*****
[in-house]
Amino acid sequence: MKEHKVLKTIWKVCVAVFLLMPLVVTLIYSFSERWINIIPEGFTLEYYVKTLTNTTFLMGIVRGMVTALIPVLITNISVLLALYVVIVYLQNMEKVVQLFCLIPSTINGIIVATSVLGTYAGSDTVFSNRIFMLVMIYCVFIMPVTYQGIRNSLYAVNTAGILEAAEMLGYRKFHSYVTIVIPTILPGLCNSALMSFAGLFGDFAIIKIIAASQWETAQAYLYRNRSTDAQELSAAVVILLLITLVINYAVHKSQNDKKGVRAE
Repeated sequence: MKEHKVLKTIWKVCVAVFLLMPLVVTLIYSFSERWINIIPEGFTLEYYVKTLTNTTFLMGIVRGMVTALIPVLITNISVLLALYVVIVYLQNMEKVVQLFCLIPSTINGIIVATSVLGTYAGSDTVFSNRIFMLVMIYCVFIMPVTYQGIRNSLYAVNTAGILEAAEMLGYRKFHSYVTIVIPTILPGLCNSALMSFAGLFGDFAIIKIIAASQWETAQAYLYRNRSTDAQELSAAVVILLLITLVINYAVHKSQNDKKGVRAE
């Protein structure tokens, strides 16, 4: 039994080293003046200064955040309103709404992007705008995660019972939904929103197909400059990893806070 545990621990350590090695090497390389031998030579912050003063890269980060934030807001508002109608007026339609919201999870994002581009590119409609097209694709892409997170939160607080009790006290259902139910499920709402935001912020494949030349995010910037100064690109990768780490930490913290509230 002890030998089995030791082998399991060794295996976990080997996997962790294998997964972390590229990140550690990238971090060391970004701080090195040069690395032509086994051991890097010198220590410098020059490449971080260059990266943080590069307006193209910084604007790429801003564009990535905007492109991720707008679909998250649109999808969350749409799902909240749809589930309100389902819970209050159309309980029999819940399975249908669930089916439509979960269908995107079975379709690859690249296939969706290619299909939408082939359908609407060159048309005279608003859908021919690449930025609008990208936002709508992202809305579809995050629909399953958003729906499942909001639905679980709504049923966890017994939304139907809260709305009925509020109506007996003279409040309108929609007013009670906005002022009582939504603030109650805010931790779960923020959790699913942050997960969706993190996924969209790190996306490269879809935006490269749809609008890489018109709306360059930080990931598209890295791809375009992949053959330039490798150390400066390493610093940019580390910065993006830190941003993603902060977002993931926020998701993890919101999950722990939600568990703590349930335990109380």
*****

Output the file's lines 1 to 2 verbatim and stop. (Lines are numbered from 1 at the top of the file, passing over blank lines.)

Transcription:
[in-house]
Amino acid sequence: MKEHKVLKTIWKVCVAVFLLMPLVVTLIYSFSERWINIIPEGFTLEYYVKTLTNTTFLMGIVRGMVTALIPVLITNISVLLALYVVIVYLQNMEKVVQLFCLIPSTINGIIVATSVLGTYAGSDTVFSNRIFMLVMIYCVFIMPVTYQGIRNSLYAVNTAGILEAAEMLGYRKFHSYVTIVIPTILPGLCNSALMSFAGLFGDFAIIKIIAASQWETAQAYLYRNRSTDAQELSAAVVILLLITLVINYAVHKSQNDKKGVRAE